I own a VitaPrep 3, which boasts a full 3 horsepower. It cost a little more, but I love it. The blades actually spin fast enough at high speed that the friction generates heat. As in, enough heat to put in cold chicken stock and veggies and end up with a steaming hot soup!
Shrimp and grits!
@J. Kenji López-Alt
Serious Eats Meetup on September 6th!
San Francisco Ferry Marketplace?
(and yes, I'm being selfish because that's the only day I happen to be in town AND my company has put me up in a great hotel downtown!)
When I was in my small apartment, I was lucky enough to have a wood burning fireplace with a full chimney. Out came the the grate for the logs, and in went my Lodge cast iron camp grill!
Trying to cook it himself...
A few years ago I got the KitchenAid meat grinder attachment for my stand mixer. I use Kenji's blend of sirloin, brisket (usually sub skirt), and oxtail. These burgers have ruined me for all other burgers!
Charleston Wine & Food Festival!!!
I hate getting a delicious gourmet burger and then not being able to set it down because the bun can't take the juices.
A perfectly cooked medium rare dry aged New York Strip!
I like to use the Weber Char-Basket charcoal holders under my wok. They let you really concentrate your hot coals without having them spill down the sides of your pile, and the 2 baskets together hold about one chimney full of coals. Plus you can still use the normal grate or the one Kenji shows with the wok hole, and you don't have to worry about the stability or air flow issues that you have with the chimney.
I also consider their heavy red leather grill gloves an absolute essential for any kind of grilling. Mine have seen enough use that they've charred black from the palms to the fingertips!
Exactly what you said, but rather than butter, I prefer to baste or quick marinate (post steaming of course) in a balsamic vinaigrette
I like the salad spinner because I can also use it to get the seeds out of tomatoes. In fact, mine sees more use from tomatoes than greens.
Whatever cooking technique or sauce you're using, fried, grilled, or baked (but never breaded or battered!), the key to the ultimate crispy skin is to begin with DRY wings. Moisture in the skin begins to steam and prevents the wings from achieving golden crispy perfection. And if you're deep frying, the extra water can cause excessive oil eruptions; not good on a gas burner.
Now, you can dry the wings off with a paper towel, but this still leaves a lot if moisture in the skin. I've found that the most effective way to get the desired level of moisture out of the skin is this: after prepping into wings and drummettes, arrange them on a drying or cooling rack over a sheet pan, uncovered. Place the wings, still uncovered, in the fridge for about an hour. If time is a factor, you can do the same thing in a convection oven on the lowest setting (mine goes down to 170°) for about 15 minutes. Remember, you're only drying them, not cooking them. After the drying is complete, resume with your desired cooking and saucing technique.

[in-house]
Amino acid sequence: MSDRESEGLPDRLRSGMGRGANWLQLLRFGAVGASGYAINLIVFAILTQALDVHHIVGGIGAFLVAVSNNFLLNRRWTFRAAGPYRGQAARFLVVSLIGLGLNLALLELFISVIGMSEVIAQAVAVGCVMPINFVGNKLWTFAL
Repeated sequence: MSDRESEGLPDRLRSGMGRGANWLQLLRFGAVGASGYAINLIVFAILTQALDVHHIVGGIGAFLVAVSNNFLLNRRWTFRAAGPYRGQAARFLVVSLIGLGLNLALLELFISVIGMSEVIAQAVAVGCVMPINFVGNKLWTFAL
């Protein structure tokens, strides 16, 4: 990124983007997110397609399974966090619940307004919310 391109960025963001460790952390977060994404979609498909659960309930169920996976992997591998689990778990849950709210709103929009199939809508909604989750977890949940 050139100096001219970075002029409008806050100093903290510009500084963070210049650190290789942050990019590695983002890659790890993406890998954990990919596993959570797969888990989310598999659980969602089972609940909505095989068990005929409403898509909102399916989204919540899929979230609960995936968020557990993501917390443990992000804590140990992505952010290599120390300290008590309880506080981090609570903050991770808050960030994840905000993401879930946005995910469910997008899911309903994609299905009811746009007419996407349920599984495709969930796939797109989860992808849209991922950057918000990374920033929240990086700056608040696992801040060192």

I have experienced two Pyrex dishes exploding, and when I say explode, I do not mean crack, break, or shatter. I mean EXPLODE. Modern Pyrex does not do well under high temperatures, and it also fails epically under any significant temperature change. I am really not trying to exaggerate this, but I am honestly scared of these dishes. In my kitchen, we refer to them as "the most dangerous thing in the kitchen". Pyrex doesn't just break, it explodes and sends small shards of glass flying in all directions. Consumer Reports has done a series of articles on how bad this problem actually is, and if you're interested in checking it out,
If you really want to try your luck with a Pyrex under the broiler, please, for god's sake, wear eye protection.
I recently attended the Charleston Food & Wine Festival, where I had the chance to sample fresh shrimp from the Mississippi Gulf Coast. The purveyor was touting the safety of the Gulf Coast seafood. I can't speak for safety, but I can speak for flavor. Unfortunately, the shrimp had a very strong flavor and odor of what I can only describe as deisel fuel. Not very appetizing.
Is Craftbar associated with Tom Colicchio's Craft restaurants?
@square_pie: I completely agree. The MOS (Military Operation Specialty) of the Cook is a dying art. I last served with the UMSC in Iraq in 2004 during OIF 2. We were lucky enough to have a few actual, honest to god Marine Corps Cooks attached to us for awhile. We were always dirty, tired and hungry, and they did the absolute best with what they had available to feed us. The key component was that they ate the same meals that they prepared for us, right along side of us. The best meal I had on the rare occasion that we were able to eat at a privatized dining hall on base couldn't hold a candle to the worst meal I had prepared by a military cook. And hunger is always the best sauce.
Komi is a must. Try the tasting menu, pricey but worth every penny. Reservations required.
I love mine! I use it for soups, stews, braising, slow cooking, and most importantly, frying. I highly recommend the Lodge enameled cast iron Dutch oven, not the LeCreuset. Unless of course you enjoy paying more than 3 times the price for a product of equal quality. Plus Lodge products are made in the US.
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